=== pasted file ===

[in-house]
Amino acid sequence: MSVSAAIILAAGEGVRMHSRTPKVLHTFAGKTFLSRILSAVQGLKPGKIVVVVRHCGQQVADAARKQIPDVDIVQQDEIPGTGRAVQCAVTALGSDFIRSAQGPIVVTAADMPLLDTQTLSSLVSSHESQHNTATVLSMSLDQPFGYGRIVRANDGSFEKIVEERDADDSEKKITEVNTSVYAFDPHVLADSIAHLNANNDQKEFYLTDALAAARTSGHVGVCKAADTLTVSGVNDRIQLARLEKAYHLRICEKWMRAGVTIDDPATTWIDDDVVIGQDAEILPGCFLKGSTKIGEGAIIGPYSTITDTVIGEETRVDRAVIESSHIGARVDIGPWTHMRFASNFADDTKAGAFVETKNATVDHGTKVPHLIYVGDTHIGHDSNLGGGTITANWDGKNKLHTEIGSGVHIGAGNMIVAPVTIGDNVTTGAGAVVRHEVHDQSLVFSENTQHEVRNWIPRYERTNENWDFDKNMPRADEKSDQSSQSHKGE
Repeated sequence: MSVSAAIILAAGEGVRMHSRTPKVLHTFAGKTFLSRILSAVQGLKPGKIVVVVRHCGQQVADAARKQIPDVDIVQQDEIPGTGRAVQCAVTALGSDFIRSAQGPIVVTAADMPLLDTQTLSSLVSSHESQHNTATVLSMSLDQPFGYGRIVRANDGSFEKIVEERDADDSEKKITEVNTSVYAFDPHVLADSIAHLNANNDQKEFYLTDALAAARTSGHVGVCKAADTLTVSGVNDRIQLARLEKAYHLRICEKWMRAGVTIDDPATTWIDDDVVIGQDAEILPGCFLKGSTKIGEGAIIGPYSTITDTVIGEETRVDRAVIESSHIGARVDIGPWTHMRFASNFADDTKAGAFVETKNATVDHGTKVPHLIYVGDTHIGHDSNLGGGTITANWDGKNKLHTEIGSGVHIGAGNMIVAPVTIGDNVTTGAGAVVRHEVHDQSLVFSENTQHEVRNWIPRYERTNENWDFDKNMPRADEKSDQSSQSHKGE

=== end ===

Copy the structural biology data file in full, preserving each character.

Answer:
[in-house]
Amino acid sequence: MSVSAAIILAAGEGVRMHSRTPKVLHTFAGKTFLSRILSAVQGLKPGKIVVVVRHCGQQVADAARKQIPDVDIVQQDEIPGTGRAVQCAVTALGSDFIRSAQGPIVVTAADMPLLDTQTLSSLVSSHESQHNTATVLSMSLDQPFGYGRIVRANDGSFEKIVEERDADDSEKKITEVNTSVYAFDPHVLADSIAHLNANNDQKEFYLTDALAAARTSGHVGVCKAADTLTVSGVNDRIQLARLEKAYHLRICEKWMRAGVTIDDPATTWIDDDVVIGQDAEILPGCFLKGSTKIGEGAIIGPYSTITDTVIGEETRVDRAVIESSHIGARVDIGPWTHMRFASNFADDTKAGAFVETKNATVDHGTKVPHLIYVGDTHIGHDSNLGGGTITANWDGKNKLHTEIGSGVHIGAGNMIVAPVTIGDNVTTGAGAVVRHEVHDQSLVFSENTQHEVRNWIPRYERTNENWDFDKNMPRADEKSDQSSQSHKGE
Repeated sequence: MSVSAAIILAAGEGVRMHSRTPKVLHTFAGKTFLSRILSAVQGLKPGKIVVVVRHCGQQVADAARKQIPDVDIVQQDEIPGTGRAVQCAVTALGSDFIRSAQGPIVVTAADMPLLDTQTLSSLVSSHESQHNTATVLSMSLDQPFGYGRIVRANDGSFEKIVEERDADDSEKKITEVNTSVYAFDPHVLADSIAHLNANNDQKEFYLTDALAAARTSGHVGVCKAADTLTVSGVNDRIQLARLEKAYHLRICEKWMRAGVTIDDPATTWIDDDVVIGQDAEILPGCFLKGSTKIGEGAIIGPYSTITDTVIGEETRVDRAVIESSHIGARVDIGPWTHMRFASNFADDTKAGAFVETKNATVDHGTKVPHLIYVGDTHIGHDSNLGGGTITANWDGKNKLHTEIGSGVHIGAGNMIVAPVTIGDNVTTGAGAVVRHEVHDQSLVFSENTQHEVRNWIPRYERTNENWDFDKNMPRADEKSDQSSQSHKGE